Interview: Sorokin on 2017 learnings, 2018 expectations and a seat at FIFA’s top table

July 3 – The Confederations Cup has been a test of Russia’s organisational skills and a credible warm-up for 2018. Alexey Sorokin, chief executive of the Organising Committee for the 2018 World Cup in Russia, in an exclusive interview with Samindra Kunti talks about the learnings from the tournament, Russia’s expectations for 2018, and his bid for a seat on FIFA’s Council.

From an organisational point of view, how do you reflect on the tournament?

It has been well organised. We are happy with how our plans were implemented and how the organisational structured worked. Over the past two weeks we saw a lot of positive reactions on social media from fans, officials and players. We are happy that most people said that they would like to return to Russia.

What are the ‘wins’ from this tournament that you’d like to take forward to next year’s World Cup?

We will use all the positives initiatives that were launched for this Confederations Cup at the World Cup next year: fan id, which is not only a security measure but also a tool for services, free transportation, free Wi-Fi, multiple services for disabled people, the bracelet for kids, my personal favourite with about 2,000 kids using it. The transport is not only the train, but also free shuttles to get from the city centre to the stadium, and free tickets to public transport in the cities. In general, all these initiatives worked well.

What have you learned from this tournament that will need to be improved?

There are many matters of a technical nature. We need to inform fans to come on time. There were some occasions when people came in a little late. A stadium is not a theatre where you find your seat a few seconds after you have entered the building. We will increase fan id centres at the stadiums to provide more comfort to spectators who didn’t receive a fan id beforehand. There will be some changes to the free trains as we now know which trains were popular and less popular. We will introduce some minor improvements in that respect, but in general it worked well.

Has Russia in staging the Confederations Cup understood that the magnitude of the World Cup outstrips the scale of the Winter Olympic Games?

It’s difficult to compare the two events as they are very different. In football there is a big geography, a lot of people that participate. We issued more than 60,000 accreditations to prepare [for this Confederations Cup]. We expect more than three million spectators at the World Cup. The volumes are huge. Football has its own traditions and organisational practices. We will just try to make all the visitors happy, our job is to keep all the constituent groups happy.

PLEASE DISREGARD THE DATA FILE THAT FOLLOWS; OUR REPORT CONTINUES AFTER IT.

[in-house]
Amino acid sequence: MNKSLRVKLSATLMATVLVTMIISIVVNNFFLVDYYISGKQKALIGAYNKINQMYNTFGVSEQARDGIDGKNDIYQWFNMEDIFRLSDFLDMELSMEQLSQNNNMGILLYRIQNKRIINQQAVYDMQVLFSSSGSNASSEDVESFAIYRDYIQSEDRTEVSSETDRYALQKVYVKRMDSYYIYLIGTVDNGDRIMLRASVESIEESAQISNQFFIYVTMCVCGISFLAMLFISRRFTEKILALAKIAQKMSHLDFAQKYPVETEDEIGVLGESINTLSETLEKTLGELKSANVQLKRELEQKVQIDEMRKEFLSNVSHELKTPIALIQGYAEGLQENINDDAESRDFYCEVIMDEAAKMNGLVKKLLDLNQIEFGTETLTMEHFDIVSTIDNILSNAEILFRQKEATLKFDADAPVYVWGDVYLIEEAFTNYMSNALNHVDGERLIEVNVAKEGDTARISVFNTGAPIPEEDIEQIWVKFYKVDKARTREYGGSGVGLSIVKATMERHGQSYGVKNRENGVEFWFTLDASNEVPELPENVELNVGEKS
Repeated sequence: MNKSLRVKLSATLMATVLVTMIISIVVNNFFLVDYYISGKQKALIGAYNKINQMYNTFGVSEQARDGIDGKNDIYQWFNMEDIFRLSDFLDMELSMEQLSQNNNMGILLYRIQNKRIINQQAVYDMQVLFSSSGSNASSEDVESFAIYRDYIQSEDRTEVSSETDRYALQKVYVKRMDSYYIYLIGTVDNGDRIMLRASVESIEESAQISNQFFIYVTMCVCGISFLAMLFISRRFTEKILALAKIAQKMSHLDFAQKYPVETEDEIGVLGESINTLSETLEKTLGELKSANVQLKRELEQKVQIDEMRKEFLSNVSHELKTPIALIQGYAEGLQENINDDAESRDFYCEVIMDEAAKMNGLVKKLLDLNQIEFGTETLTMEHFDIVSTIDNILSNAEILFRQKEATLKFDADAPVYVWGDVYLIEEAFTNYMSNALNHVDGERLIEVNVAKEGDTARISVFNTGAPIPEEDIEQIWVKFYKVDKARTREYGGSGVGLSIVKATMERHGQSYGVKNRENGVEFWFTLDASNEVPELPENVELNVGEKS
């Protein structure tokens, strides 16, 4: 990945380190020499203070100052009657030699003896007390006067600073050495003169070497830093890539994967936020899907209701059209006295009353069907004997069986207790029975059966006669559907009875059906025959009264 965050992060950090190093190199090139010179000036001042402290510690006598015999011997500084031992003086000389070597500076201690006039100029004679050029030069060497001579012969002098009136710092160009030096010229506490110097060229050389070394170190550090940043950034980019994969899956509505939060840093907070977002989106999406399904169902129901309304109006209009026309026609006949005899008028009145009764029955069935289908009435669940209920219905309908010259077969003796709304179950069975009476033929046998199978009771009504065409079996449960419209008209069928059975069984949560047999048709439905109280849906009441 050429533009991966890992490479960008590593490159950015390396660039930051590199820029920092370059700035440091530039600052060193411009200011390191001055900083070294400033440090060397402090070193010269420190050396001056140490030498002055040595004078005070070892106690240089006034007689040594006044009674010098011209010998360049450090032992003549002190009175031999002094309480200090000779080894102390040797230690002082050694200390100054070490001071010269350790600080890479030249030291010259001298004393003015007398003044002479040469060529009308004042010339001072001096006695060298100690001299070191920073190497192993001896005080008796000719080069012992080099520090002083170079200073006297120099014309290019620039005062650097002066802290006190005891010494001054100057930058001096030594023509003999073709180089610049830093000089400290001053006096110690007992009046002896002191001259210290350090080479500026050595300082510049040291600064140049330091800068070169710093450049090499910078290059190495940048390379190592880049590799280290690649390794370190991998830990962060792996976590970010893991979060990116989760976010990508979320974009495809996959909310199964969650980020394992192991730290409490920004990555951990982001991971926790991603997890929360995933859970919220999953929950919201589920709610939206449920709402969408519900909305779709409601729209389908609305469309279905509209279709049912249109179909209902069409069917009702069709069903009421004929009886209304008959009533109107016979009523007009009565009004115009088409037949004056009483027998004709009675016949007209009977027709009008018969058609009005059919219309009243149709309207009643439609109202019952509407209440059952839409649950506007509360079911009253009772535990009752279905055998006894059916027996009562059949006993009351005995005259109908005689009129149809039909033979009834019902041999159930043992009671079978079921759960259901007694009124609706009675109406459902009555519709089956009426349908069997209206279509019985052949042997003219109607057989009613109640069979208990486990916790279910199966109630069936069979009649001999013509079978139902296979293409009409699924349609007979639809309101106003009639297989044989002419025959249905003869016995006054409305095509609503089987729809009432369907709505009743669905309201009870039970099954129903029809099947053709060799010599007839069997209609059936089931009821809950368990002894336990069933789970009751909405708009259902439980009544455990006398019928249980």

Have you been satisfied with the interest of the local fans in the Confederations Cup? 

Yes, the attendance level was good, even when the Russian team didn’t play. The level of interest in the Russian team was huge. We have been very happy with the support that foreign teams received from the Russian fans. In the game Cameroon vs Australia the whole stadium in Saint Petersburg chanted ‘Cameroon, Cameroon’. It was also a big response to any allegation of racism in Russia. There were some touching moments during the tournament.

Russia may need to play better next year to galvanise the World Cup.

It’s true that we didn’t qualify for the knockout phase, but we have a team. They fought. They weren’t intimated by Mexico or Portugal, great teams with different styles. In general Russian supporters liked the strength and the feeling of the team. We can’t say that they had no belief or that they were lazy. They got the best out of themselves. There is one way year to go to bring the team together. We expect Russia to be really strong next year.

With all the allegations of doping, corruption, racism and hooliganism has this tournament changed the perception about Russia, if at all? 

It dispelled many stereotypes and many fears of people who were initially hesitant about coming here. We understand that most people enjoyed themselves, had a great time in Russia and would like to come back. Look at what the players are saying about their stay, it’s all very positive. You can say whatever you want about Russia, but the best way to showcase the country is by actual work and organisation.

Earlier this week FIFA published the Garcia report, a good decision from FIFA?

It’s FIFA’s decision, but for us it is good that an independent report, and not only us, is saying that we are clean. It has basically proved everything that we have been saying for the last five years. Honestly, in all these years, we didn’t think a lot about the matter in general, because it was never a threat to us. We knew the truth, we knew that the truth would prevail. It’s simply now that the conclusions have been made public. We hope that we don’t have to answer the same questions over and over again.

Are you still bidding for the one remaining seat on the FIFA Council?

Yes, the Russian federation has sent its application to UEFA. This candidature is undergoing the appropriate procedure with FIFA and eligibility checks, etc. but the vote is in September. It is hard to say anything. The Russian Football Union sent an application with my name. That is a fact, now my resume is being studied.

Are you confident the vote will go your way?

It’s not about confidence, it’s the choice of UEFA members. I hope that they trust me.

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